According to CB Insights, as of 2015, the IoT space had attracted a cumulative $7.4 billion in investments across 887 deals. The most well-funded company was View, maker of an internet-connected smart window and environmentally-friendly building glass. Intel Capital topped the list as the most active investor in IoT startups; with a particular interest in wearable technologies.

IoT enablers

IPv6 offers the potential to build a much more powerful internet, with vastly larger scale compared to the current situation. Addresses in IPv4 have only 32 bits, allowing for only about four billion addresses, compared to 128-bit IPv6, with some 340,282,366,920,938,000,000,000,000,000,000,000,000 unique IP addresses.

Tip: If you are required to say this during a conversation, the number looks like this: 340 trillion, 282 billion, 366 million, 920 thousand, 938 — followed by 24 zeroes. More addresses than there are atoms on the surface of the Earth.

Sensors are small devices which measure some kind of data. Usually they have an analog input such as temperature, wind speed or another aspect of their surrounding environment. This is then converted to a digital output using limited processing and power consumption.

Further developments in WiFi will facilitate communications between remote sensor devices and central processing cloud hubs. Researchers from the University of Washington have invented a new Passive Wi-Fi, enabling transmissions using 10,000 times less power than conventional methods.

Power Over Wi-Fi (PoWiFi) systems would also enable devices to power and operate within a continuous energy-loop.

Cloud processing of data collected by IoT Gateways. The responsibility of the cloud would be to aggregate data, compute results based on data sourced from a multitude of sensors and make intelligent inferences.

Today’s IoT alchemists

If Cisco’s prediction of 507.5 Zettabytes globally generated IoT data by 2019 is anything to go by, the landscape of Internet of Things is most certainly the next frontier for software developers. Similar to the alchemists of antiquity, who sought to transform base metals into gold or find synergy between objects, IoT developers have the daunting tasks of distilling the anticipated flood of data.

Glimpsing insights and separating the signals from the IoT noise is where the real golden nuggets are to be found for the modern day alchemists, thinkers, problem-solvers, and software/hardware engineers, with the greatest opportunities lying in the following roles:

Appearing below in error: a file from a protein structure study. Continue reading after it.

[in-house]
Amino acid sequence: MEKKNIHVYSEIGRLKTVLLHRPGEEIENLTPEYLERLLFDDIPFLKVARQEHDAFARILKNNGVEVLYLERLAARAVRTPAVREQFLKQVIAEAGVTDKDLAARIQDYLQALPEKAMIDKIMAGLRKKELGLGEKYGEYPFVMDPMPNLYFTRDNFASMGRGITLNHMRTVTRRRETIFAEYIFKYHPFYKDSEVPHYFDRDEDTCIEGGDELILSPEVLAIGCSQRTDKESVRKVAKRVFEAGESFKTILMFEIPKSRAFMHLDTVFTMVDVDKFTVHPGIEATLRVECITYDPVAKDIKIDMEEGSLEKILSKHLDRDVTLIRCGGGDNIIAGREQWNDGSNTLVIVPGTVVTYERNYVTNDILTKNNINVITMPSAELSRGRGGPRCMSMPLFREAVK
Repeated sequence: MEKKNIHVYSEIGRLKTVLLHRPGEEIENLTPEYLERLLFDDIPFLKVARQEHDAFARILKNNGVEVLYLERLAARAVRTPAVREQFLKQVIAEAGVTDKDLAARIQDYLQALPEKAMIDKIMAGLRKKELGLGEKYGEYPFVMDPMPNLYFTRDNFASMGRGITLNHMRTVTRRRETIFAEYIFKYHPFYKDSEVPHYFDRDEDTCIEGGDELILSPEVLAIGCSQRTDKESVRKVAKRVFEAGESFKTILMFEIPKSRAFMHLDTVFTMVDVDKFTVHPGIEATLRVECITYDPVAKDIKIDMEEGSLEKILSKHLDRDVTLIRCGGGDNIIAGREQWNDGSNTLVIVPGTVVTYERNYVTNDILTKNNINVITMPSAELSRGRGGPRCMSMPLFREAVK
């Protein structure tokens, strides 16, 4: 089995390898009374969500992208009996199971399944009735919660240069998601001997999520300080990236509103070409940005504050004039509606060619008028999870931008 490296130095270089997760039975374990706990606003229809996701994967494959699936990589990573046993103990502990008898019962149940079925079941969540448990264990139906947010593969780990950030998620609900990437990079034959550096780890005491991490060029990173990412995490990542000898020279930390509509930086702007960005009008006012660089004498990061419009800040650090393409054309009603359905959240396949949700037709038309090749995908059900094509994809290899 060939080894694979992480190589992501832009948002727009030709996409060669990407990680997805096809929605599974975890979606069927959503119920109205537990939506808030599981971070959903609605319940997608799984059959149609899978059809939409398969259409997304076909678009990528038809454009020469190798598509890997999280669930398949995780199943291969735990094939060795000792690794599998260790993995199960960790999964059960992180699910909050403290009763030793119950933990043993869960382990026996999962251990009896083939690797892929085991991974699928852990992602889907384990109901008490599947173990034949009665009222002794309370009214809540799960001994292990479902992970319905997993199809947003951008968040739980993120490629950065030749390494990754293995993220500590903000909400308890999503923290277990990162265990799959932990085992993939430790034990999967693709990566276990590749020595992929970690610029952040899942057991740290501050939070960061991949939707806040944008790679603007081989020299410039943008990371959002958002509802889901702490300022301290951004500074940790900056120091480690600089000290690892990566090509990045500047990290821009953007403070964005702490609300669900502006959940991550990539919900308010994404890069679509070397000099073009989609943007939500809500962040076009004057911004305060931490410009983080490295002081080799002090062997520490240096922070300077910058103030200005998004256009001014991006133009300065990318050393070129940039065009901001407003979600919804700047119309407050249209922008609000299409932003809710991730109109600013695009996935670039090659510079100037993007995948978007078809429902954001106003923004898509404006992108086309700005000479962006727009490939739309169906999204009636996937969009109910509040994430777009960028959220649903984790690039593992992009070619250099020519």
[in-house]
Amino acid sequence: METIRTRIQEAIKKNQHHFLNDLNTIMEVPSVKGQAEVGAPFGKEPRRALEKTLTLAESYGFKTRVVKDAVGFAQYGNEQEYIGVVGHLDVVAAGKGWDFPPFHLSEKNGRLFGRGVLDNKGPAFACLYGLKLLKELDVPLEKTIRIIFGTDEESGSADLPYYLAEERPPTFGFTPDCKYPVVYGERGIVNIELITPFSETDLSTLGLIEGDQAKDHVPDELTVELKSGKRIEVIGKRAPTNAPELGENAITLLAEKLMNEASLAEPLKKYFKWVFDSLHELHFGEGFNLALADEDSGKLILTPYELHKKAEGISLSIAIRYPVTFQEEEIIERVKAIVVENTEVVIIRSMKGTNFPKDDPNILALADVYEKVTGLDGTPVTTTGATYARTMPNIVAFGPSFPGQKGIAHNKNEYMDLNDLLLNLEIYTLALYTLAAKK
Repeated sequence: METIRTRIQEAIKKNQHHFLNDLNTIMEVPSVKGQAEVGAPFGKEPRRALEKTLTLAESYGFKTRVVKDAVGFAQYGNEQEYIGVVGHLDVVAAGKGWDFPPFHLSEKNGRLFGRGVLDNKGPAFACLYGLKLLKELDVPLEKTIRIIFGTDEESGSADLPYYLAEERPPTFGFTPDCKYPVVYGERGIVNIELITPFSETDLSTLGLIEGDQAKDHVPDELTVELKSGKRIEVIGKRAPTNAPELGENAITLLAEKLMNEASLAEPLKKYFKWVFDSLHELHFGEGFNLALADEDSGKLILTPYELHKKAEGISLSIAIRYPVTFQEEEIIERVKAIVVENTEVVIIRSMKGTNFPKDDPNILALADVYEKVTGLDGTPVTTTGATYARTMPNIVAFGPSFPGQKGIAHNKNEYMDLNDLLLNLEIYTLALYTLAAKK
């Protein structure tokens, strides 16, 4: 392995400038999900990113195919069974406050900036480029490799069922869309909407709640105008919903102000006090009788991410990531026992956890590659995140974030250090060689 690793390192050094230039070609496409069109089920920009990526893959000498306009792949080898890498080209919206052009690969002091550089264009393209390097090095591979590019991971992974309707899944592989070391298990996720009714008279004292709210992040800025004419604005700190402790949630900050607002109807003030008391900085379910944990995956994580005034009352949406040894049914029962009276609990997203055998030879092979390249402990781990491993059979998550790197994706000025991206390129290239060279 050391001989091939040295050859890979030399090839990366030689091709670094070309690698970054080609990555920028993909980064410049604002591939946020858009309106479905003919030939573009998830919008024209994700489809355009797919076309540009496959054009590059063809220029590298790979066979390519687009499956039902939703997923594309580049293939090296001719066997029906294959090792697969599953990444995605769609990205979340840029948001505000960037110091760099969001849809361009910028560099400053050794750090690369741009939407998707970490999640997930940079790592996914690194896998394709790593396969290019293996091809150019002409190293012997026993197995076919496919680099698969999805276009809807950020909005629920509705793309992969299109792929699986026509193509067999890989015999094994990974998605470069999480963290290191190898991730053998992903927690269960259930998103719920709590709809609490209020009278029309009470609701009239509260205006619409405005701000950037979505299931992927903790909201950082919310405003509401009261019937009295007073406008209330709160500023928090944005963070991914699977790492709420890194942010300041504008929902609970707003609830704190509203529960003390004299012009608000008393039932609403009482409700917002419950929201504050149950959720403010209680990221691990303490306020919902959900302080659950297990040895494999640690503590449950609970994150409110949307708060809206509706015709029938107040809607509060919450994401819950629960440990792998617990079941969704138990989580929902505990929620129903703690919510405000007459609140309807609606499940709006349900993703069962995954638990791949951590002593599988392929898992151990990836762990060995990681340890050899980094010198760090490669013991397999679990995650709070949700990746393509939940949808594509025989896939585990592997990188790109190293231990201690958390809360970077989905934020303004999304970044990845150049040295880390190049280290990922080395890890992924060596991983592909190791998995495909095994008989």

• Cloud Computing & Storage
  • System Architects
  • Big Data Engineers
  • Security & Privacy Expects
  • Database Architects
  • Data Analyst
  • IoT Consumer Support Personnel (Soft-Skills)

As these IoT adventurers prepare to set out, they must be mindful of the challenges that await them. For example, how to efficiently and securely manage the numerous endpoints presented by the Internet of Things.

SEE ALSO: 10 skills IoT developers need

Another aspect would be the creation of scalable algorithms to fuse data from IoT and non-IoT sources so as to achieve greater context and cognitive reasoning. This, in turn, could lead to contextual expansions used to fuel the growth of learning systems such as IBM’s Watson.

More players will be identified as the Internet of Things matures, but for now developers are the ones to blaze a trail forward, finding a balance between analytics and creativity, data and value.

Trends of history

Every few decades we witness an incredible step-function in productivity. The Internet of Things is showing all the hallmarks of becoming not just a function of productivity, but also a vehicle of opportunity.

So how do we usher in the future of IoT? Start working. Start thinking. Start developing as the future of the Internet of Things is heading our way a lot faster than we think.

Author

Karl Katewu

Karl is a freelance writer, blogger, doer and techie for hire.

He has almost 17 years of experience ranging from technical software development, start-up life-cycles, management, and business operations in both technical; educational and publishing sectors; Karl has little trouble finding the sweet-spot for well-crafted content or creative solutions.